Because the decision to have a defendant shackled in the presence of the jury carries such a serious danger of prejudice, we have repeatedly noted that that decision should only be made after affording the defendant a right to challenge it. See Loux v. United States, 389 F.2d 911, 919 (9th Cir. 1968); cf. Wilson v. McCarthy, 770 F.2d 1482, 1485 (9th Cir. 1985) (decision to shackle defense witness made only after hearing). See also Elledge v. Dugger, 823 F.2d 1439, 1451-52 (11th Cir.), modified on reh'g, 833 F.2d 250 (defendant was denied due process when he was shackled at sentencing hearing without having an opportunity to contest the necessity of shackling), cert. denied, ___ U.S. ___, 108 S.Ct. 1487, 99 L.Ed.2d 715 (1987); Kennedy v. Cardwell, 487 F.2d 101, 110 (6th Cir.)(court should hold formal hearing with sworn testimony to determine whether defendant should be shackled), cert. denied, 416 U.S. 959, 94 S.Ct. 1976, 40 L.Ed.2d 310 (1973); Woodards v. Cardwell, 430 F.2d 978, 982 (6th Cir. 1970) (better practice is for trial court to hold a hearing on shackling issue), cert. denied, 401 U.S. 911, 91 S.Ct. 874, 27 L.Ed.2d 809 (1970).
Implicit in our standard that shacking is justified only "as a last resort" or "in cases of extreme need" is the duty of the trial court to examine less restrictive measures that may serve to guarantee the security of the courtroom before resorting to such shackling. Cf. Tuars v. Finner, 709 F.2d 1274, 1284 (9th Cir. 1983)(shackling defendant in civil commitment proceedings without any demonstration that lesser restraints would have been ineffective or impractical constituted a violation of due process). See also Woodard v. Perrin, 692 F.2d 220, 221 (1st Cir. 1982)(court should consider less restrictive measures before deciding that defendant should be shackled). We have also noted that a cautionary instruction to the jury stating that no inference of guilt should be drawn from the use of shackles may be necessary if requested by the defendant. See Wilson, 770 F.2d at 1485.
The district court could not have examined these relevant factors without benefit of the record. The question of whether, under the circumstances in his case, Hamilton's due process rights were violated by the court's decision to shackle him throughout his trial is a mixed question of law and fact, and the district court should have sua sponte examined the state court record to decide Hamilton's claim. Chaney v. Lewis, 801 F.2d 1191, 1199 (9th Cir. 1986); Ruff v. Kincheloe, 843 F.2d 1240, 1243 (9th Cir. 1988). We reverse and direct the district court to obtain and review the relevant portions of the state court record on remand and determine whether an evidentiary hearing is required. See Reiger v. Christensen, 789 F.2d 1425, 1429 (9th Cir. 1986).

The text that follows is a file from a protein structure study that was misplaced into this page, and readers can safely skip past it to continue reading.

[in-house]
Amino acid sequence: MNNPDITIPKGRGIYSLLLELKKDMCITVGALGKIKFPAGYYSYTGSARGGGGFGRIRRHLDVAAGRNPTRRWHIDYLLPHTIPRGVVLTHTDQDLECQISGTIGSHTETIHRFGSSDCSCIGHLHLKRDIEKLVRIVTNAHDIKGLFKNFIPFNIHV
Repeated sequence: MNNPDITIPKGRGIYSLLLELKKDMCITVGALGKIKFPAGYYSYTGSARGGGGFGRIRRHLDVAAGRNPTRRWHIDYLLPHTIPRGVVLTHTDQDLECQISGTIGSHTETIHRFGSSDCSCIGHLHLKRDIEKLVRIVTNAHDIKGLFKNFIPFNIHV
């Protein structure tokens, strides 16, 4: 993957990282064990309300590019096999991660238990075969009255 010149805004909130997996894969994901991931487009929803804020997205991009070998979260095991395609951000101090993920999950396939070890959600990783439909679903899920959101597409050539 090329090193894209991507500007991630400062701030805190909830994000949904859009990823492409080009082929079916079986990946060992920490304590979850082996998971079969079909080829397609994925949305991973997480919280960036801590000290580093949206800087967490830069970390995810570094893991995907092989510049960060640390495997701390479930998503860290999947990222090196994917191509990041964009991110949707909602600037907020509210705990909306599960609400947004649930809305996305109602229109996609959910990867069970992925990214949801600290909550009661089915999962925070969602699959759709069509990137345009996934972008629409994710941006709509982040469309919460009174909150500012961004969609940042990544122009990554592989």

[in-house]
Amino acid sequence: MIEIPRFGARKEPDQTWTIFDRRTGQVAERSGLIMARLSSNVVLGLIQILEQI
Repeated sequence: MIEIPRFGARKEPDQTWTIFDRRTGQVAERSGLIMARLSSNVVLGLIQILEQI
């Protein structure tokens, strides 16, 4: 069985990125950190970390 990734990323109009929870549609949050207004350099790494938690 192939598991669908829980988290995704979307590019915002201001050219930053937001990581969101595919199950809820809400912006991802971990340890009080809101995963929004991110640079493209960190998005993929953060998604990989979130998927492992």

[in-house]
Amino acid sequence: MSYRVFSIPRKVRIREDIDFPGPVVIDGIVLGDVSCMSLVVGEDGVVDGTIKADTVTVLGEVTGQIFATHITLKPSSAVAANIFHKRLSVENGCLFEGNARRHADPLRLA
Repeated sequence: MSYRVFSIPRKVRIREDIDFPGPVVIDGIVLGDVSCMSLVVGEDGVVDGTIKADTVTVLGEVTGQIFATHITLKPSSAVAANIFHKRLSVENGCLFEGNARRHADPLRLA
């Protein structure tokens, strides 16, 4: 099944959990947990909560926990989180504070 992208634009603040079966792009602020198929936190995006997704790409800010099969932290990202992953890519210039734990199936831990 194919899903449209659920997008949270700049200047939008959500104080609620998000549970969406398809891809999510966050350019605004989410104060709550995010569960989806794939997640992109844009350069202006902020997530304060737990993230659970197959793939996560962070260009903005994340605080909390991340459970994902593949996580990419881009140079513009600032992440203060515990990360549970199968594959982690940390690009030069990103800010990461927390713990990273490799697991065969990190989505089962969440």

Moreover, review of a state court opinion does not constitute an "independent review" of the state record. See Chaney v. Lewis, 801 F.2d 1191, 1193 (9th Cir. 1986). Thus, the state's contention that it had provided the district court with a copy of the state court's decision on Hamilton's claim, and therefore the court had no duty to obtain and review the state record, is meritless.
The state contends that the district court can nevertheless be affirmed because Hamilton raised the propriety of his shackling in the context of an ineffective assistance of counsel claim in an earlier habeas petition, and that this petition is therefore redundant. This argument is without merit because no federal court has yet addressed the merits of petitioner's claim that shackling itself violated petitioner's due process rights. A federal court need not entertain a second habeas petition if the court finds (1) the same ground presented in the subsequent application was determined adversely to the applicant on the prior application, (2) the prior determination was on the merits, and (3) the ends of justice would not be served by reaching the merits of the subsequent application. Sanders v. United States, 373 U.S. 1, 15, 83 S.Ct. 1068, 1077, 10 L.Ed.2d 148 (1963).